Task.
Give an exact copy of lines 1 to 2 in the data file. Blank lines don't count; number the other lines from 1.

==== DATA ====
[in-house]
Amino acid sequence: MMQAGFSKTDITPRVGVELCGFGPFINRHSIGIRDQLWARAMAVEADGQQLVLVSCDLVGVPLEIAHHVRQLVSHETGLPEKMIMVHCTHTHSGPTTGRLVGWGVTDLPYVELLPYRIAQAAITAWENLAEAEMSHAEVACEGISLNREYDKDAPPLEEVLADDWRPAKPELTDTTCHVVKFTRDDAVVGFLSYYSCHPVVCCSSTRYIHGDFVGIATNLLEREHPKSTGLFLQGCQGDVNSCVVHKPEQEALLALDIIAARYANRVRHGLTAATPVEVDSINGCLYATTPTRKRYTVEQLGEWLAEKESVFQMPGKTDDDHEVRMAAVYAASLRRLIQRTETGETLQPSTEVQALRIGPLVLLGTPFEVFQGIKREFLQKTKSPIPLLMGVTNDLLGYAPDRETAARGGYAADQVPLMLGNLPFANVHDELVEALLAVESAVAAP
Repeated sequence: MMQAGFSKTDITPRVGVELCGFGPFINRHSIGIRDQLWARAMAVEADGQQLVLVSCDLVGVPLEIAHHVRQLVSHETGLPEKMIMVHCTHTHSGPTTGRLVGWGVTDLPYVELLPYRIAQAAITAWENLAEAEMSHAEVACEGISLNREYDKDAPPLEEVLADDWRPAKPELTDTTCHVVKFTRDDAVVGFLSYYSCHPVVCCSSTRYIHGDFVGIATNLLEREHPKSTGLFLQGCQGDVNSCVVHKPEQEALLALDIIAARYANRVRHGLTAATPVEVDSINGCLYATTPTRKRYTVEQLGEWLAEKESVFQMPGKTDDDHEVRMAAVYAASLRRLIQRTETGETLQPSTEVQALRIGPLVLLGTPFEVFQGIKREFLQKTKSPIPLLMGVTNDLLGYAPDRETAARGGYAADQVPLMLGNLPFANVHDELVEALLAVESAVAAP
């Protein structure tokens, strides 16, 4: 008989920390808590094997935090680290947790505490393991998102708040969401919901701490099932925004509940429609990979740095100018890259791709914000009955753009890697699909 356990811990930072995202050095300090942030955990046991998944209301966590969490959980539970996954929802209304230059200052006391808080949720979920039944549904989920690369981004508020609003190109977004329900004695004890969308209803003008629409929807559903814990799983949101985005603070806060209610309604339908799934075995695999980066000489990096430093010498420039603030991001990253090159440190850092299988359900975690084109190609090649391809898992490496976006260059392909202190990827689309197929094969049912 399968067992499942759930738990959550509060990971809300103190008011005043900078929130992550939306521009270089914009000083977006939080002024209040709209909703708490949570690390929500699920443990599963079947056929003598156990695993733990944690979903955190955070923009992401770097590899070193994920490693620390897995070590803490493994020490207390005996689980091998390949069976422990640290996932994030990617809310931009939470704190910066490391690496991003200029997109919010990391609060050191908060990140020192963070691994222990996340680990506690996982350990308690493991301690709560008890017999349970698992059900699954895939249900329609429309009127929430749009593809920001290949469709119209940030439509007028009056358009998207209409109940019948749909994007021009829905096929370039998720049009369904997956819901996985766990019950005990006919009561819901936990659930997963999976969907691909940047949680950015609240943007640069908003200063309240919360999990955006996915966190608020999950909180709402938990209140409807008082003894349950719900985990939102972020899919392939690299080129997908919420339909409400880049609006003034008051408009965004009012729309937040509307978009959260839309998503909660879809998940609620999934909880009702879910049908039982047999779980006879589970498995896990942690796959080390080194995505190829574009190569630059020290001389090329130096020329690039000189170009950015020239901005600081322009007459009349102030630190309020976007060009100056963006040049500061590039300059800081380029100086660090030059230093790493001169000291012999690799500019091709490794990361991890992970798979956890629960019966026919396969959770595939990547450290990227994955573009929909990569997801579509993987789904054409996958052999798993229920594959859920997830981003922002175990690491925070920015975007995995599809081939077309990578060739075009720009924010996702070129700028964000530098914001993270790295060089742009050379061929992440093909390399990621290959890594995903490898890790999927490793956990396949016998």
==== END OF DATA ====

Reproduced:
[in-house]
Amino acid sequence: MMQAGFSKTDITPRVGVELCGFGPFINRHSIGIRDQLWARAMAVEADGQQLVLVSCDLVGVPLEIAHHVRQLVSHETGLPEKMIMVHCTHTHSGPTTGRLVGWGVTDLPYVELLPYRIAQAAITAWENLAEAEMSHAEVACEGISLNREYDKDAPPLEEVLADDWRPAKPELTDTTCHVVKFTRDDAVVGFLSYYSCHPVVCCSSTRYIHGDFVGIATNLLEREHPKSTGLFLQGCQGDVNSCVVHKPEQEALLALDIIAARYANRVRHGLTAATPVEVDSINGCLYATTPTRKRYTVEQLGEWLAEKESVFQMPGKTDDDHEVRMAAVYAASLRRLIQRTETGETLQPSTEVQALRIGPLVLLGTPFEVFQGIKREFLQKTKSPIPLLMGVTNDLLGYAPDRETAARGGYAADQVPLMLGNLPFANVHDELVEALLAVESAVAAP